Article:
Alaska Certificate of Public Convenience and Necessity (7-AK-c)
The Commission regulates the construction of electric utilities pursuant to the Alaska Public Utilities Regulatory Act, AS 42.05 and Alaska Administrative Code, Title 03, Chapter 48. In addition, activities related to transmission facilities, bulk transmission, and grid interconnection are regulated through Alaska's CPCN process.
All public utilities must obtain a CPCN from the Commission in order to sell excess capacity to the electrical grid. A "public utility" or "utility" includes every corporation whether public, cooperative, or otherwise, company, individual, or association of individuals, their lessees, trustees, or receivers appointed by the court, that owns, operates, manages, or controls any plant, pipeline, or system for furnishing, by generation, transmission, or distribution, electrical service to the public for compensation. AS 42.05.990(6). As such, on-site electrical generation does not require a Certificate of Public Convenience and Necessity (CPCN) from the Commission if the load is used entirely on-site.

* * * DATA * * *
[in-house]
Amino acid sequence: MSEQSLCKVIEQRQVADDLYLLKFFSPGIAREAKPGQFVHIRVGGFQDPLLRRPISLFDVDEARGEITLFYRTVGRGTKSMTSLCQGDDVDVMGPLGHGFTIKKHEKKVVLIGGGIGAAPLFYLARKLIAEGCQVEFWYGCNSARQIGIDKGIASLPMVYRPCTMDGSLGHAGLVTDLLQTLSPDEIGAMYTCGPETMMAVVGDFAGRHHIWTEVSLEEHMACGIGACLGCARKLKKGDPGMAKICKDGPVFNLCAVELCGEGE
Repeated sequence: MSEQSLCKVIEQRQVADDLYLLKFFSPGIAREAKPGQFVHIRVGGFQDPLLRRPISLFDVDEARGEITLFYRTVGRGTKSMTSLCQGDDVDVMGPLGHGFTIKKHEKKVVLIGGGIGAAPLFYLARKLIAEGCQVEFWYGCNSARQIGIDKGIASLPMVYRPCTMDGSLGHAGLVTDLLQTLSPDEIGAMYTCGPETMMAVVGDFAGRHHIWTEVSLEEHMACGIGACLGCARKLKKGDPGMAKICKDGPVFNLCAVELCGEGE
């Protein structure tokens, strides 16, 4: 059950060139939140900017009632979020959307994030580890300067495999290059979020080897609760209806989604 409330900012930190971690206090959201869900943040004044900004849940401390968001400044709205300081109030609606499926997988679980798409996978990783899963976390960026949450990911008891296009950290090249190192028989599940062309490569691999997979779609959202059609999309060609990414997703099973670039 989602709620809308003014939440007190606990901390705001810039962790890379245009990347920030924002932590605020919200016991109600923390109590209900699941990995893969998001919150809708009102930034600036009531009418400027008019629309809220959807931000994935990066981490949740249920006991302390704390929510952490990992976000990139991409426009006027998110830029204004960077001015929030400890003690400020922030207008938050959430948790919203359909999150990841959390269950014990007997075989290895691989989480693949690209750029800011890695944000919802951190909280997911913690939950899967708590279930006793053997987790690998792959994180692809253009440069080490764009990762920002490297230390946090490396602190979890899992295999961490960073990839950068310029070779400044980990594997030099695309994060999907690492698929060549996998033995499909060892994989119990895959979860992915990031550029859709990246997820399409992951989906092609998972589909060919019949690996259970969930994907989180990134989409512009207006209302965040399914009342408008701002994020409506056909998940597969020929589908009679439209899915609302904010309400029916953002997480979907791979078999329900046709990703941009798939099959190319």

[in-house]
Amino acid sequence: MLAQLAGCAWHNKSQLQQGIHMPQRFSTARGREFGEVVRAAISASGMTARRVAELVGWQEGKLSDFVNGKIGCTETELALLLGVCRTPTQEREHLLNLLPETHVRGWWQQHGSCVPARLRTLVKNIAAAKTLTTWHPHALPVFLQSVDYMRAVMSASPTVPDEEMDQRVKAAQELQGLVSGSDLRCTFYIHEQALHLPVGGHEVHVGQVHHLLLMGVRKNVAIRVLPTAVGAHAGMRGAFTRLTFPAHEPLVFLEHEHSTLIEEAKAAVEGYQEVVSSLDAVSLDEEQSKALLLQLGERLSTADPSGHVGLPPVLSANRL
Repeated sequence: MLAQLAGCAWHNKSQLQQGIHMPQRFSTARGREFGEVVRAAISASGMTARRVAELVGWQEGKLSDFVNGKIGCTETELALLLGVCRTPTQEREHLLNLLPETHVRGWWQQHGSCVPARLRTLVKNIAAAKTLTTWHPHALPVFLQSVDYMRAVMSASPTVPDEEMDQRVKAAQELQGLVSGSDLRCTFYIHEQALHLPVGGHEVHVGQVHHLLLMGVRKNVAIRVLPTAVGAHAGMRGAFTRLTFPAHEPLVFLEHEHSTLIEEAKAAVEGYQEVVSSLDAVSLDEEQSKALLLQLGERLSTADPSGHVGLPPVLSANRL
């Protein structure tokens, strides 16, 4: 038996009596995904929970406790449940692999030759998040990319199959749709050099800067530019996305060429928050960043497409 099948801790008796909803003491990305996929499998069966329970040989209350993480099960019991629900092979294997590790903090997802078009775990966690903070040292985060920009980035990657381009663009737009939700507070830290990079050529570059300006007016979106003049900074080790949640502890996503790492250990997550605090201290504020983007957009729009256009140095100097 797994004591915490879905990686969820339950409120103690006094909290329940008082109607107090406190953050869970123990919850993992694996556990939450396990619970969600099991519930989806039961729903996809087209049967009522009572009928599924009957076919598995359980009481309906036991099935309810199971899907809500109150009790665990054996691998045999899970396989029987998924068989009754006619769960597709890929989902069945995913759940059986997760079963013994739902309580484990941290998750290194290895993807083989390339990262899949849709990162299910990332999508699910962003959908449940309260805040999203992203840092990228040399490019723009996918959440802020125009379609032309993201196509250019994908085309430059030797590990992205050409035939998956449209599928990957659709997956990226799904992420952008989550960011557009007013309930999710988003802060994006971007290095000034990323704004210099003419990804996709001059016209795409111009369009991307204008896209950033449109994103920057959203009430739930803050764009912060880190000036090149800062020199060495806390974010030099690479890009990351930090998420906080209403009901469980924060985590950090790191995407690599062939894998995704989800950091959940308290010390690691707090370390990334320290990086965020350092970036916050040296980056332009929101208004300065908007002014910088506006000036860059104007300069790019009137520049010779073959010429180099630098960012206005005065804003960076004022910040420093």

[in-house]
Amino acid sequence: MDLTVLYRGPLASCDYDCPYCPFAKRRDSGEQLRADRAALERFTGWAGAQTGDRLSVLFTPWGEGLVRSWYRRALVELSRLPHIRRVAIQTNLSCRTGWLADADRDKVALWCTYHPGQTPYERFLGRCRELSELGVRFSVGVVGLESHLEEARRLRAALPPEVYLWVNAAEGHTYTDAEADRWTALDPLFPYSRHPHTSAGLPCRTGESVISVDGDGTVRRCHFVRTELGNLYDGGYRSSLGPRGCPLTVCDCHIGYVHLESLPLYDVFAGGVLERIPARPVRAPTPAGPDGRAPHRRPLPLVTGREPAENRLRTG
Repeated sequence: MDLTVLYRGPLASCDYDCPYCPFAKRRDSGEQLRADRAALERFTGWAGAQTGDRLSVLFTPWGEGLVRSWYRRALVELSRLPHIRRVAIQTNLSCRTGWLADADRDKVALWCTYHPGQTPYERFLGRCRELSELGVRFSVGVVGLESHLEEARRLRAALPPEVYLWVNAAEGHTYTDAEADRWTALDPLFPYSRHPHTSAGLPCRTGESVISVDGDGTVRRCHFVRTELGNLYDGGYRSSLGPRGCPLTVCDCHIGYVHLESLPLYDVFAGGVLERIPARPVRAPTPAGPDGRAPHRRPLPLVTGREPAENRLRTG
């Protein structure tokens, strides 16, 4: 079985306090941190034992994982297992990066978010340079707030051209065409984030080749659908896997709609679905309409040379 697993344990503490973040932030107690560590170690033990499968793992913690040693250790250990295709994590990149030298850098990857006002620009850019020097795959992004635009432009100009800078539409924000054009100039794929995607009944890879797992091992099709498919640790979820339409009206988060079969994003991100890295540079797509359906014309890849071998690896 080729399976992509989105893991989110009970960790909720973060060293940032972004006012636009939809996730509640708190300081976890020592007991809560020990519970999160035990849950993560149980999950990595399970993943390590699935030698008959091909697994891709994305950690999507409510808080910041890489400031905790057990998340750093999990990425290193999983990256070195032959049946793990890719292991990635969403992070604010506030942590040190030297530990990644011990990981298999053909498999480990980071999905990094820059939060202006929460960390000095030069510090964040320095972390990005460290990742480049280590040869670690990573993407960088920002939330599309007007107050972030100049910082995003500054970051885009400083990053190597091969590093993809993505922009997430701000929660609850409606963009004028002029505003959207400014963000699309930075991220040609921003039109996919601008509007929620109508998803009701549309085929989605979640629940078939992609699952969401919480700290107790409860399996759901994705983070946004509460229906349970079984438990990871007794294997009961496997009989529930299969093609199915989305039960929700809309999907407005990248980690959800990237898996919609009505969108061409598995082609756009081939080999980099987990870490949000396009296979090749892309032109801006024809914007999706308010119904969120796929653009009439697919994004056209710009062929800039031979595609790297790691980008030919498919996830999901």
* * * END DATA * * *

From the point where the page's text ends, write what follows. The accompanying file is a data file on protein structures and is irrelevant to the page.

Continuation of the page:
HydropowerThe Federal Energy Regulatory Commission (FERC) has jurisdiction over most hydroelectric projects, including primary transmission lines required for the project. However, a developer may need to obtain a CPCN from the Commission for transmission line extension projects.
Certificate of Public Convenience and Necessity Process
7-AK-c.1 - Is the Project Exempt from the Certificate of Public Convenience and Necessity (CPCN) Requirement?
Certain projects may be exempt from Alaska’s Certificate of Public Convenience and Necessity (CPCN) requirement. For example, a plant or facility that generates electricity entirely from renewable energy resources (i.e., wind, solar, geothermal, waste heat recovery, hydrothermal, wave, tidal, river in-stream, or hydropower) is exempt from regulation under the Alaska Public Utilities Regulatory Act, AS 42.05 if: